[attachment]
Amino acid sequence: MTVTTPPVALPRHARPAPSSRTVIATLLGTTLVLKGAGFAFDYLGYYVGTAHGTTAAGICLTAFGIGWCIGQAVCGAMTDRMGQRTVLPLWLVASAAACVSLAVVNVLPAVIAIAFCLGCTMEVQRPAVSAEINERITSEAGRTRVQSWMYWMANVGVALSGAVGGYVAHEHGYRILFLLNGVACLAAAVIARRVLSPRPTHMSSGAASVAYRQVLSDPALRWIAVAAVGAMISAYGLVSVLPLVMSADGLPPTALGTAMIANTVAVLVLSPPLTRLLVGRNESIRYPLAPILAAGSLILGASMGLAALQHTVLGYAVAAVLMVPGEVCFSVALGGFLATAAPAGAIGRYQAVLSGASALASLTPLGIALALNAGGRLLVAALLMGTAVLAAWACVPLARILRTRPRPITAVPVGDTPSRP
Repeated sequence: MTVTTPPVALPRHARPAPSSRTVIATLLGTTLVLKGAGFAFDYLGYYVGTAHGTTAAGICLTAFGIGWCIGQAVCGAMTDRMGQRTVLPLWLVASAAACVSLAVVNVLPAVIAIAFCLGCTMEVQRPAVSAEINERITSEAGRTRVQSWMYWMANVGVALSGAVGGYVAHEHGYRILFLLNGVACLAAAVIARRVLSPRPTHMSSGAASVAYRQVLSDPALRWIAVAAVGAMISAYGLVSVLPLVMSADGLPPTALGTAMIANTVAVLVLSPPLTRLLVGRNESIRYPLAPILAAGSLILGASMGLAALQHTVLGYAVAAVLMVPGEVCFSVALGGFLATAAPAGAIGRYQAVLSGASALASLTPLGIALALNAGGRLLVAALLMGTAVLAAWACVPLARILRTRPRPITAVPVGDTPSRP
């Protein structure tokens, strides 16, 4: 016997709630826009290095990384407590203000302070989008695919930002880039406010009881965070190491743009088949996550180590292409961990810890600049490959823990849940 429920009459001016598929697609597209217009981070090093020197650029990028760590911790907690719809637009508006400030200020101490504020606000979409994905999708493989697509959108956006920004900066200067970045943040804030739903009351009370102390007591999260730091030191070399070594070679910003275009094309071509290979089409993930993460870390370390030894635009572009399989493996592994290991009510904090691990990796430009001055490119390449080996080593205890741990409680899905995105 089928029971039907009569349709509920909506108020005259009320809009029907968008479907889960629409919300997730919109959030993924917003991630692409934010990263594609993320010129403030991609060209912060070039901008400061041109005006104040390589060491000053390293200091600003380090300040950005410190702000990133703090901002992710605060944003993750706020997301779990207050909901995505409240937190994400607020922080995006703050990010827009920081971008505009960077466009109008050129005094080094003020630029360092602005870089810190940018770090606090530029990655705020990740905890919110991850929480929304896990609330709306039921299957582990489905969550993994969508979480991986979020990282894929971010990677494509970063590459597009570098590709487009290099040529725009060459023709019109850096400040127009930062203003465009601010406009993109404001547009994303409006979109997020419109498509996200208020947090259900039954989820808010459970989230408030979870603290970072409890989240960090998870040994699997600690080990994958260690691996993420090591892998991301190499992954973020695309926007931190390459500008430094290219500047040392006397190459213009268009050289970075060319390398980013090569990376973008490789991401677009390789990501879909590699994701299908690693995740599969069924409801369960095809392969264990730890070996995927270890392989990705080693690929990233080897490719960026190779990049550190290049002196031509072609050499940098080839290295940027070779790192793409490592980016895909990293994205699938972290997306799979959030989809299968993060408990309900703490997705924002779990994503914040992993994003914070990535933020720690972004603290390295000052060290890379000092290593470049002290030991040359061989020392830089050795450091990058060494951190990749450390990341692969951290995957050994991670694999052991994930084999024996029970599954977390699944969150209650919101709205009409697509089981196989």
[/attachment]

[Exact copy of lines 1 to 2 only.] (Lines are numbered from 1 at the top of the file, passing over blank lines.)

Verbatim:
Amino acid sequence: MTVTTPPVALPRHARPAPSSRTVIATLLGTTLVLKGAGFAFDYLGYYVGTAHGTTAAGICLTAFGIGWCIGQAVCGAMTDRMGQRTVLPLWLVASAAACVSLAVVNVLPAVIAIAFCLGCTMEVQRPAVSAEINERITSEAGRTRVQSWMYWMANVGVALSGAVGGYVAHEHGYRILFLLNGVACLAAAVIARRVLSPRPTHMSSGAASVAYRQVLSDPALRWIAVAAVGAMISAYGLVSVLPLVMSADGLPPTALGTAMIANTVAVLVLSPPLTRLLVGRNESIRYPLAPILAAGSLILGASMGLAALQHTVLGYAVAAVLMVPGEVCFSVALGGFLATAAPAGAIGRYQAVLSGASALASLTPLGIALALNAGGRLLVAALLMGTAVLAAWACVPLARILRTRPRPITAVPVGDTPSRP
Repeated sequence: MTVTTPPVALPRHARPAPSSRTVIATLLGTTLVLKGAGFAFDYLGYYVGTAHGTTAAGICLTAFGIGWCIGQAVCGAMTDRMGQRTVLPLWLVASAAACVSLAVVNVLPAVIAIAFCLGCTMEVQRPAVSAEINERITSEAGRTRVQSWMYWMANVGVALSGAVGGYVAHEHGYRILFLLNGVACLAAAVIARRVLSPRPTHMSSGAASVAYRQVLSDPALRWIAVAAVGAMISAYGLVSVLPLVMSADGLPPTALGTAMIANTVAVLVLSPPLTRLLVGRNESIRYPLAPILAAGSLILGASMGLAALQHTVLGYAVAAVLMVPGEVCFSVALGGFLATAAPAGAIGRYQAVLSGASALASLTPLGIALALNAGGRLLVAALLMGTAVLAAWACVPLARILRTRPRPITAVPVGDTPSRP